Yeah, I am classically trained, but the music that really got me passionate about being a musician was experimental rock and roll and jazz, and I love to improvise. So I feel like all of my musical experiences inform my film scoring, and that includes my classical training, but it also includes all the bands that I played in the 2000s and the 2010s, and a lot of the jazz that I studied and played in little trios and restaurants when I was trying to pay the bills. The classical stuff, like that violin arpeggiando thing, that’s directly from my classical training. It’s a tool in my toolbox that I can call on. And I played in the Greater Dallas Youth Orchestra when I was growing up. A lot of the music that we played in that orchestra, or stuff that I played in all-region orchestra when I was in high school, is music that is going to be in my brain forever. I’m borrowing from those composers when I’m approaching film music all the time, intentionally or unintentionally.

How were your touring days? 

I was really, really lucky as a touring musician to play in bands that opened for some of my heroes, like some of the best music that I think has ever been recorded. 

David Bowie, right?

I was in the Polyphonic Spree when they opened for David Bowie. I was in this band called Other Lives, and we opened for Radiohead. And in both cases, a month on the road with David Bowie and a month on the road with Radiohead, I don’t know how it gets better than that. Both of those artists probably look very glamorous, but it’s really just a job. It’s the best job, but it is still a job. And this wouldn’t be true for bands at those levels, for Bowie or Radiohead, but for the opening bands that I was in, we’re just spending much of our time just driving to get to the next place and then lifting a lot of heavy equipment, and then performing for 45 minutes or an hour, which is the best experience, and then lifting a bunch of heavy equipment and driving again.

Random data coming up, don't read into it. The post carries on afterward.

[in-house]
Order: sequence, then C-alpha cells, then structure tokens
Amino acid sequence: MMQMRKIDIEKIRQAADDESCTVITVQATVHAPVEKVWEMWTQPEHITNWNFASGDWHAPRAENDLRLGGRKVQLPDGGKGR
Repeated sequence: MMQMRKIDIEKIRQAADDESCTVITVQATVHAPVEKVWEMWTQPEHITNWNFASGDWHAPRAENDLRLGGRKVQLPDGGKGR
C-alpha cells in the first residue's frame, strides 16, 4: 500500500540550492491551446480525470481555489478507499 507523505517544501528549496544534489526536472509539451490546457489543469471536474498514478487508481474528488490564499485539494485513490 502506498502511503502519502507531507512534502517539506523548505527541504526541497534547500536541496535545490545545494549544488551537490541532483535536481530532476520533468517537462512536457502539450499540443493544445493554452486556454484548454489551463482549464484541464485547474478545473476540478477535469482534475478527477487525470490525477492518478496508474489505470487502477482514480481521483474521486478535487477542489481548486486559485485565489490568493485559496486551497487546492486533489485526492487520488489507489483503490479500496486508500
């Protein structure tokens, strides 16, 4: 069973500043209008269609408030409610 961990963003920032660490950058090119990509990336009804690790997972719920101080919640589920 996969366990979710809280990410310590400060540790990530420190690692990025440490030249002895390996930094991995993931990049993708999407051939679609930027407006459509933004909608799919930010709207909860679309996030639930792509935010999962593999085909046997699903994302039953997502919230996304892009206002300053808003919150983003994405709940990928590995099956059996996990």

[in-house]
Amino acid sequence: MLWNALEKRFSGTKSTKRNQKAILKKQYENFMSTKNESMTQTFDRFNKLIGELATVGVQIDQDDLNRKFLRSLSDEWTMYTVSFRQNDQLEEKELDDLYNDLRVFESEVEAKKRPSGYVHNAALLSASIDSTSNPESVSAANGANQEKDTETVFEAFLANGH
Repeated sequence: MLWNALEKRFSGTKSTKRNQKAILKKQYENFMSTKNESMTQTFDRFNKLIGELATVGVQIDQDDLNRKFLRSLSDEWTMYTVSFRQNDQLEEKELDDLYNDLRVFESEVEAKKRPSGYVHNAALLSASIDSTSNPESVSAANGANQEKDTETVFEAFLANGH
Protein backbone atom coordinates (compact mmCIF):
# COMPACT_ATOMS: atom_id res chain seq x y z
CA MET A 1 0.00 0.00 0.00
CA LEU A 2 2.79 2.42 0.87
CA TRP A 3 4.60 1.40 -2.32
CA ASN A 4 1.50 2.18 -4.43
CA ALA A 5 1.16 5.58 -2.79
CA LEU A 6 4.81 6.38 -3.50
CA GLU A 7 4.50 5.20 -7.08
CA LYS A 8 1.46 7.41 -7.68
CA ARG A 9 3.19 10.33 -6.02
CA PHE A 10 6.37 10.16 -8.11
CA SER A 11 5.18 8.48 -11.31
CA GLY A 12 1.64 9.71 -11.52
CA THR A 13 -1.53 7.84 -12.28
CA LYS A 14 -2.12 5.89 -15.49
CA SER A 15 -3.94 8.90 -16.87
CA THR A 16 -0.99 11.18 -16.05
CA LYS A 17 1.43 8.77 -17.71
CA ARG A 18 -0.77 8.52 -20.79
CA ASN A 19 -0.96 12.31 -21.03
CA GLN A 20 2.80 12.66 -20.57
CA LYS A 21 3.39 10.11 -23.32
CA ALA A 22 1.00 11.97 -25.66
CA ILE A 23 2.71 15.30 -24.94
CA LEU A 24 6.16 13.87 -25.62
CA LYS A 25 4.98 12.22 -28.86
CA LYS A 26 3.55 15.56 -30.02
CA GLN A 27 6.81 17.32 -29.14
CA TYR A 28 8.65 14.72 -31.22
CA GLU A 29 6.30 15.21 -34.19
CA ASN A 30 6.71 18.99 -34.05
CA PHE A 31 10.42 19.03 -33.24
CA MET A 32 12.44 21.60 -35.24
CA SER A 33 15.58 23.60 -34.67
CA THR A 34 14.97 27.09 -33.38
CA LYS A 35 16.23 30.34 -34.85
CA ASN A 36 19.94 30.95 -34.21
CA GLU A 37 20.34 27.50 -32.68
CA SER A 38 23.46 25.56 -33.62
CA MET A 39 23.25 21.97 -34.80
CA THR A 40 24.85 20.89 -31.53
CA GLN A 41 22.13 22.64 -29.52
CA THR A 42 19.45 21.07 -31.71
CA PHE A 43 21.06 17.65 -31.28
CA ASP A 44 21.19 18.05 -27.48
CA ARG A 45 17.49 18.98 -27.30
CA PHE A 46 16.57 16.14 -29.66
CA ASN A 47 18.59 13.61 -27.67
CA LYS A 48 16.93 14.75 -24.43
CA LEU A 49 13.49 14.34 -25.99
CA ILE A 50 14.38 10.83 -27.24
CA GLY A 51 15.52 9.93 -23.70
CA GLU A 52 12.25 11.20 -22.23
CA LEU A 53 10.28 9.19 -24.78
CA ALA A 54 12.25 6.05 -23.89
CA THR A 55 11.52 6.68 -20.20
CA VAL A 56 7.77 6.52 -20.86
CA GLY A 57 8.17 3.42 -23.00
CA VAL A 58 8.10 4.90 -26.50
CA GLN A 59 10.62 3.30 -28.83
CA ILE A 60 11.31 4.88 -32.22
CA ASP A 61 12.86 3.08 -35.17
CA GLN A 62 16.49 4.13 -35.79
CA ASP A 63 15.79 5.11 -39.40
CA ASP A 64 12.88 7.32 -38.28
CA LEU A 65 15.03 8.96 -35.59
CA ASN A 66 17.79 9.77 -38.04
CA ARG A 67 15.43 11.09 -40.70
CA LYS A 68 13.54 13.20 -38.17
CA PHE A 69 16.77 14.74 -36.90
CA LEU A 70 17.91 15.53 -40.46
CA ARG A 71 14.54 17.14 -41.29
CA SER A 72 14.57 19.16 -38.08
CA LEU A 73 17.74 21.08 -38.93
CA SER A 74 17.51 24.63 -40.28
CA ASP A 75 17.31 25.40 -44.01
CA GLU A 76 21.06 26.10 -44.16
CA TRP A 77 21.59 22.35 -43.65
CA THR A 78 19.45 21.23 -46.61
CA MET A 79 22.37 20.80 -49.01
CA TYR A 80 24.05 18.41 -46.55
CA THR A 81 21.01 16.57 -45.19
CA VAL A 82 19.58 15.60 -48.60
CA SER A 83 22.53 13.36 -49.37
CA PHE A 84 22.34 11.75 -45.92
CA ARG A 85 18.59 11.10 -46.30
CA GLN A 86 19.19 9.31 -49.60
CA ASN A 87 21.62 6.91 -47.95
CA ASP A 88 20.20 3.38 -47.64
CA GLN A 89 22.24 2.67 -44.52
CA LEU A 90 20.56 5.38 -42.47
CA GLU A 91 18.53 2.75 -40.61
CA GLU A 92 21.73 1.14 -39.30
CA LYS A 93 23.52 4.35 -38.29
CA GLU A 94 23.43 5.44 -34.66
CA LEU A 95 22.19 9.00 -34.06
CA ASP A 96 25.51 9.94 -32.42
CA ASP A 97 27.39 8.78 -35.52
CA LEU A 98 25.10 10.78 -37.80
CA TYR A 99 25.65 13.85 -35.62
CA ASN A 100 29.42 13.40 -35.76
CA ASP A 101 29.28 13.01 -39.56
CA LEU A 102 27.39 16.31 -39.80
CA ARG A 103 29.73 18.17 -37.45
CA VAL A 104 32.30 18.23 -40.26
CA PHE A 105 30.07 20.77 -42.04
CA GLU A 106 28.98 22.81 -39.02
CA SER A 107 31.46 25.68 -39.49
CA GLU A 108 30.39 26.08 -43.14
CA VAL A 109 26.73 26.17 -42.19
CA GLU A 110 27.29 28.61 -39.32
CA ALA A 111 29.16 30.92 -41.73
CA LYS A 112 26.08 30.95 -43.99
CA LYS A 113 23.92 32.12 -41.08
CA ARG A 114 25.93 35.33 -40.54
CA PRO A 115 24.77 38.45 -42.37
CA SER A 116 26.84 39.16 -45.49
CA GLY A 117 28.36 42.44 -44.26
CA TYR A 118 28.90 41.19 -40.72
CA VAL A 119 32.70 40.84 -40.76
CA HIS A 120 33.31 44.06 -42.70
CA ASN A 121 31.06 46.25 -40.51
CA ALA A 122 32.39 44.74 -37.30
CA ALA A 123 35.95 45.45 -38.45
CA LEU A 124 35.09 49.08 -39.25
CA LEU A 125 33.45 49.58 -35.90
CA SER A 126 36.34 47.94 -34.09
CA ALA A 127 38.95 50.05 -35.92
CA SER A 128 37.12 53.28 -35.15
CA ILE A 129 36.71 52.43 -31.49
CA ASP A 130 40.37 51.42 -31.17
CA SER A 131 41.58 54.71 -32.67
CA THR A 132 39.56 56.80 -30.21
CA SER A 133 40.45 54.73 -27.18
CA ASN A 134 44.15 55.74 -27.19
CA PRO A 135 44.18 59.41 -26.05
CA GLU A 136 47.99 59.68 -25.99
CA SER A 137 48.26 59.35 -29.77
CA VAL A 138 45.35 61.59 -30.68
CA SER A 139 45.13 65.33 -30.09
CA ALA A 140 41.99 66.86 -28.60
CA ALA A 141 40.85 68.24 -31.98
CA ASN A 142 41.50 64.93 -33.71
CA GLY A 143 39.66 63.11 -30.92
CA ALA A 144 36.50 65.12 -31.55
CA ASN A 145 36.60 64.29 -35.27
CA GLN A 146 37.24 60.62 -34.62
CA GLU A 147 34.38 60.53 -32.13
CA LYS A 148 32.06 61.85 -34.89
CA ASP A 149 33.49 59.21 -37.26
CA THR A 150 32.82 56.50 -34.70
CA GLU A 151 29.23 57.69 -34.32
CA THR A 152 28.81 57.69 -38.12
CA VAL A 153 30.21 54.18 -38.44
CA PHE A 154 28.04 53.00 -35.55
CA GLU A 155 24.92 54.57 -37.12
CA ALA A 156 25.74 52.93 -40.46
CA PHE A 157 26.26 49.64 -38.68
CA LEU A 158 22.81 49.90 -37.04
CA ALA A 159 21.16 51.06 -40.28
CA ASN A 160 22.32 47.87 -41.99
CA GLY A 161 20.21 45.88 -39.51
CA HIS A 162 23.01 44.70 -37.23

It’s almost like we’re professional movers who have a hobby of playing music. That’s a lot of how it felt to me. But when I was on the road with other bands, like as a gun for hire, bands that were not my own, I did a lot of writing in the van, like writing songs in the van. I have very fond memories of that time. It’s a grind, those long drives. It’s not easy. It’s not easy on the body, but I have really fond memories of working on music on tour and coming up with stuff in the back of a van.

You toured with St. Vincent for years, too, right?

The first two albums I toured on, and then I played on the third album, but did not tour on that one. Yeah, that was my musical education. That was incredible. I mean, it was pretty scrappy at the beginning. Nowhere near the level of popularity that St. Vincent’s at now. But towards the end of my time touring, like on that second album, David Byrne really fell in love St. Vincent. And so, we did some collaborations with David Byrne, and we did a concert in New York at Lincoln Center where David Byrne joined us for a song. There was a section of that song where I was singing harmonies with David Byrne. I doubt that David Byrne knows my name or knows who I am, but that was very meaningful for me.

I feel like David Byrne just knows everything about music, so I think he’d know you.

It could be. It could be. Yes, I don’t know. I haven’t seen him since that time, but he could very well know everything.